A shocking new report by the International Monetary Fund (IMF) dropped a quiet bombshell when it suggested laying a framework for how banks can go about confiscating the wealth of their account holders in an attempt to prevent the default.
The shocking information was a part of its October Fiscal Monitor Report, titled “Taxing Times,” which paints a dire picture for man’s economies with high debts similar to the United States that failed to aggressively “mobilize domestic revenue.” The report then goes on to make an argument for taking drastic measures, recommending a series of escalating income and consumption tax increases which will eventually culminate in the direct confiscation of personal assets.
The pertinent section is on page 49 of the report which says:
“The sharp deterioration of the public finances in many countries has revived interest in a “capital levy”— a one-off tax on private wealth—as an exceptional measure to restore debt sustainability. The appeal is that such a tax, if it is implemented before avoidance is possible and there is a belief that it will never be repeated, does not distort behavior (and may be seen by some as fair). … The conditions for success are strong, but also need to be weighed against the risks of the alternatives, which include repudiating public debt or inflating it away. … The tax rates needed to bring down public debt to pre-crisis levels, moreover, are sizable: reducing debt ratios to end-2007 levels would require (for a sample of 15 euro area countries) a tax rate of about 10 percent on households with positive net wealth.”
It is been a common mantra among progressives that the wealthy are not paying their fair share and that if the rich were simply taxed a little more, a majority of problems would be solved because the government would have all the revenue it needed. However, it is interesting to note that the IMF report acknowledges that even if they were to confiscate 100 percent of the assets of the wealthy, the so-called 1 percent of top earners, they still would not have enough revenue to resolve their debt problems.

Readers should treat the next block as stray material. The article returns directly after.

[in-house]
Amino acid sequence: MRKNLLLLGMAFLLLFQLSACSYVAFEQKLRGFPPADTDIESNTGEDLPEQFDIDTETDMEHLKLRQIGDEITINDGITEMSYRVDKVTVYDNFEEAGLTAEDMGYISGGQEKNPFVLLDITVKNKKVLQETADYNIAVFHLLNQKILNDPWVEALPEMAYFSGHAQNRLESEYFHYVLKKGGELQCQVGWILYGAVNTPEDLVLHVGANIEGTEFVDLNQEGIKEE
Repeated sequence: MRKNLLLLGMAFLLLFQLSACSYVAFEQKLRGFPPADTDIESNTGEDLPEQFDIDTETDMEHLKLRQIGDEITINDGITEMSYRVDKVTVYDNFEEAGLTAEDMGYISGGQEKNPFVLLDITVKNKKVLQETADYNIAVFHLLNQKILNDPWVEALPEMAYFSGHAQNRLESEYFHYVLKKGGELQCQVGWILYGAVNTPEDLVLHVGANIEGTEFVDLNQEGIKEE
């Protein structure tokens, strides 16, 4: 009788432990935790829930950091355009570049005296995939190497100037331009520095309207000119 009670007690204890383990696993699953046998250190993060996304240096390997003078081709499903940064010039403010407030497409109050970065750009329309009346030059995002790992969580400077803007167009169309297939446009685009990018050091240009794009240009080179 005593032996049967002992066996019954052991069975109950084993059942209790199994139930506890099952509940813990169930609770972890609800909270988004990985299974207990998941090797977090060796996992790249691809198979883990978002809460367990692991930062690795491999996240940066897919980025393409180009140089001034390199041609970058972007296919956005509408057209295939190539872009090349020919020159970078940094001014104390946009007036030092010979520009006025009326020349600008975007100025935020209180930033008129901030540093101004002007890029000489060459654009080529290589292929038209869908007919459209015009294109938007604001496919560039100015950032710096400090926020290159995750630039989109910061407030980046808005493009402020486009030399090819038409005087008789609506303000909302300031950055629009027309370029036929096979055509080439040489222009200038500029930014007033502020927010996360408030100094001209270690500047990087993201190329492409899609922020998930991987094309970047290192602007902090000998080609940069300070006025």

In other words, the IMF is making the case for confiscating the funds of every individual with a positive net worth, which refers to individuals with retirement savings or home equity. Under the IMF’s formulation, these individuals could also have their assets taken.
It is interesting to note that even if the country were to adopt the steps the IMF notes that it would not pay off Western government’s debts or fund their budgets going forward. Instead, the confiscation would simply “restore debt sustainability.” In other words, allow countries such as America to continue unchecked spending in the bond markets until the next crisis would come along.
Democratic members of Congress have wanted the confiscation of private retirement funds as in order to help prop up the faltering Social Security system. Additionally, rather than slash spending to live with in a budget, Democrats and President Obama insisted on raising the debt limit without conditions. Democrats have also called for completely eliminating the debt limit entirely, or allowing Obama to raise the debt limit to whatever he sees fit.
If such actions were to ever have a serious potential to pass Congress, individuals would be tempted to simply transfer their wealth out of the country. The IMF has acknowledged that concern and addressed it as well, saying governments need to restrict mobility of the rich.
“Financial wealth is mobile, and so, ultimately, are people. … There may be a case for taxing different forms of wealth differently according to their mobility … Substantial progress likely requires enhanced international cooperation to make it harder for the very well-off to evade taxation by placing funds elsewhere.
“A revenue-maximizing approach to taxing the rich effectively puts a weight of zero on their well-being—contentious, to say the least. What then if some weight is indeed attached to the well-being of the richest? Figure 19 provides a way to think about the trade-off between equity and efficiency considerations in setting the top marginal rate in that case. … If one attaches less weight to those with the highest incomes, the vote would be to increase the top marginal rate.”
Jack Minor is a journalist and researcher who served in the United States Marine Corps under President Reagan. He is a book editor and ghostwriter for JMPublications.com, of which he is also the founder. Also, he has written hundreds of articles and been interviewed about his work on many TV and radio outlets.